To link the computed land parcel slopes to sales data, the Address Component data from the LINZ’s Address Information Management System (AIMS) is used. (More information about the AIMS Address Component data can be found at https://data.linz.govt.nz/table/53354-aims-address-component/data/ accessed on 1 March 2019. AIMS Address Component data contains information on address ID, parcel ID, and on the components of each address, such as address number, street number, and road name. Parcel ID is used to link the mean slope data to the AIMS data. Address components are combined to a single full address based on the address component order; this address is then linked to the sales data.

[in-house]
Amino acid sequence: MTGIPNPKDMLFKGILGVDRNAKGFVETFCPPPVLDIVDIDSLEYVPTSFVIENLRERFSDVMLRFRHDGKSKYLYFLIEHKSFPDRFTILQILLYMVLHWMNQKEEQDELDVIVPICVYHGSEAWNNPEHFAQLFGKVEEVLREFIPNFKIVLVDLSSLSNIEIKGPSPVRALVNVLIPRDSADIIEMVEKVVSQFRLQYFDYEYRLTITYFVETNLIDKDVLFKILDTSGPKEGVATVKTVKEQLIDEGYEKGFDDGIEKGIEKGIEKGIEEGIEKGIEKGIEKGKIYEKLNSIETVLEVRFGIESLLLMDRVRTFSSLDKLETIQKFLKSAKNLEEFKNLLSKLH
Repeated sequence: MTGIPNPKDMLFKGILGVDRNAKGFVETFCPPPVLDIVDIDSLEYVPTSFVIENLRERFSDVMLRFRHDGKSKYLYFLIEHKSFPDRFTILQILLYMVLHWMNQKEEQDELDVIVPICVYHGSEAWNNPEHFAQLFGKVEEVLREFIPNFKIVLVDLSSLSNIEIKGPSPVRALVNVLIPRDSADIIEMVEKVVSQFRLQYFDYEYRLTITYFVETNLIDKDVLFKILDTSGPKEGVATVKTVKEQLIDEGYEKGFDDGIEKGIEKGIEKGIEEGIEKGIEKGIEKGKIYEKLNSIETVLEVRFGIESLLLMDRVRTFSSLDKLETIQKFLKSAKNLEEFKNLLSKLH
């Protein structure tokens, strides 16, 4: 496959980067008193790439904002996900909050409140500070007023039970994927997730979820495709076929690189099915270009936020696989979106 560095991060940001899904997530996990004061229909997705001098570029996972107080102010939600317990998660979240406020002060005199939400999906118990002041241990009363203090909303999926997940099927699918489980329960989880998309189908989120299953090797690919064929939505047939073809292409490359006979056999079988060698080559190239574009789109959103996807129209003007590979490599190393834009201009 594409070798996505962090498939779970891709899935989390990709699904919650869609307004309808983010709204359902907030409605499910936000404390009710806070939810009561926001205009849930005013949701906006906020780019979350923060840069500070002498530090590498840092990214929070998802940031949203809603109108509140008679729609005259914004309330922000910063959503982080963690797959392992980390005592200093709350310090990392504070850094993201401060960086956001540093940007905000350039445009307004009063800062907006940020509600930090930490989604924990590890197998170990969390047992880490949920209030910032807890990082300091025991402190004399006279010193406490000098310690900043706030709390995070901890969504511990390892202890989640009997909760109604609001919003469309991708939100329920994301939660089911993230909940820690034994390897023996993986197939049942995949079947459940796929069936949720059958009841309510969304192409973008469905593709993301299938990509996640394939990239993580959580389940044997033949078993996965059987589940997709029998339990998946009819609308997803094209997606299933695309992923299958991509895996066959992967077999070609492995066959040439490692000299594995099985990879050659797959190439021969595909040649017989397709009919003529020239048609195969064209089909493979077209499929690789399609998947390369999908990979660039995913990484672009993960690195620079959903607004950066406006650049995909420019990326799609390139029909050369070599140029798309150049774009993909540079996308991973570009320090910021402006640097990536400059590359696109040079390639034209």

The practical problem with the models defined by Equations (7)–(12) is that the multicollinearity between the land area and the housing structure area can result in highly unstable and unreasonable estimates. Empirical evidence (e.g., Diewert et al. 2011, 2015, 2016 [10,25,26]) suggests that an approach using exogenous information on the price of housing structures can overcome this multicollinearity problem and produce more reasonable and stable price dynamics for both land and structure. Such exogenous prices are usually the new construction price indices reported by a statistical agency. (We also estimated models with a straight-line depreciation and models where the price of new housing structures grows proportionally to the exogenous construction cost index and at a constant rate (i.e., ${p}_{s}^{t}=\theta {\gamma}_{t}$). Nevertheless, these models’ results were not satisfactory, which directly confirms the need to use geometric depreciation and the use of the exogenous construction cost index (i.e., ${p}_{s}^{t}={\gamma}_{t}$).) As indicated by Rosenthal (1999) [53], the long-run equilibrium price of new structures equals the current construction costs.